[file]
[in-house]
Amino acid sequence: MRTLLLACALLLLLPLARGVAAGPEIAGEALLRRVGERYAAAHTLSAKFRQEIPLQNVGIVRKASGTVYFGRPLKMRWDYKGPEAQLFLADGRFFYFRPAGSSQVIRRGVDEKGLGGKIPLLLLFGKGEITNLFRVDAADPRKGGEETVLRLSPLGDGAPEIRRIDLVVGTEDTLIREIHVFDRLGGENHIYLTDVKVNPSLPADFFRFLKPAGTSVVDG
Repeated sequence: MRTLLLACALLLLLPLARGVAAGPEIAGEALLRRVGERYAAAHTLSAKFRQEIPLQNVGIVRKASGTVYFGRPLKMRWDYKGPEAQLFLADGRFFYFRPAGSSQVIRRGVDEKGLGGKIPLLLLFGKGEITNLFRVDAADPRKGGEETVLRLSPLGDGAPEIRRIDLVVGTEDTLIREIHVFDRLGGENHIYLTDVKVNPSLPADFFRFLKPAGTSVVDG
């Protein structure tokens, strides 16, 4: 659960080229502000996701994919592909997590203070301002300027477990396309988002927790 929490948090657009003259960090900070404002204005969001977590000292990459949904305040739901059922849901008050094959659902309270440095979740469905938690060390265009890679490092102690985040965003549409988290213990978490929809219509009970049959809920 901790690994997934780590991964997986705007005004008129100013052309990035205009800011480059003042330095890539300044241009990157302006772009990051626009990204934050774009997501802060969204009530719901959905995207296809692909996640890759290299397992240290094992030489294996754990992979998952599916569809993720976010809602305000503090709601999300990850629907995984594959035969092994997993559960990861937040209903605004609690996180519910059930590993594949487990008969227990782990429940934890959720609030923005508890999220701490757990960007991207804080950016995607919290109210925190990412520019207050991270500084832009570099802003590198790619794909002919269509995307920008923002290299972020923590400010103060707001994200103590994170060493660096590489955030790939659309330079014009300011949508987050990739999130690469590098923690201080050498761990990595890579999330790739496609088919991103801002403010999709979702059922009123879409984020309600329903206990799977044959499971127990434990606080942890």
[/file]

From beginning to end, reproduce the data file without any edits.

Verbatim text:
[in-house]
Amino acid sequence: MRTLLLACALLLLLPLARGVAAGPEIAGEALLRRVGERYAAAHTLSAKFRQEIPLQNVGIVRKASGTVYFGRPLKMRWDYKGPEAQLFLADGRFFYFRPAGSSQVIRRGVDEKGLGGKIPLLLLFGKGEITNLFRVDAADPRKGGEETVLRLSPLGDGAPEIRRIDLVVGTEDTLIREIHVFDRLGGENHIYLTDVKVNPSLPADFFRFLKPAGTSVVDG
Repeated sequence: MRTLLLACALLLLLPLARGVAAGPEIAGEALLRRVGERYAAAHTLSAKFRQEIPLQNVGIVRKASGTVYFGRPLKMRWDYKGPEAQLFLADGRFFYFRPAGSSQVIRRGVDEKGLGGKIPLLLLFGKGEITNLFRVDAADPRKGGEETVLRLSPLGDGAPEIRRIDLVVGTEDTLIREIHVFDRLGGENHIYLTDVKVNPSLPADFFRFLKPAGTSVVDG
């Protein structure tokens, strides 16, 4: 659960080229502000996701994919592909997590203070301002300027477990396309988002927790 929490948090657009003259960090900070404002204005969001977590000292990459949904305040739901059922849901008050094959659902309270440095979740469905938690060390265009890679490092102690985040965003549409988290213990978490929809219509009970049959809920 901790690994997934780590991964997986705007005004008129100013052309990035205009800011480059003042330095890539300044241009990157302006772009990051626009990204934050774009997501802060969204009530719901959905995207296809692909996640890759290299397992240290094992030489294996754990992979998952599916569809993720976010809602305000503090709601999300990850629907995984594959035969092994997993559960990861937040209903605004609690996180519910059930590993594949487990008969227990782990429940934890959720609030923005508890999220701490757990960007991207804080950016995607919290109210925190990412520019207050991270500084832009570099802003590198790619794909002919269509995307920008923002290299972020923590400010103060707001994200103590994170060493660096590489955030790939659309330079014009300011949508987050990739999130690469590098923690201080050498761990990595890579999330790739496609088919991103801002403010999709979702059922009123879409984020309600329903206990799977044959499971127990434990606080942890």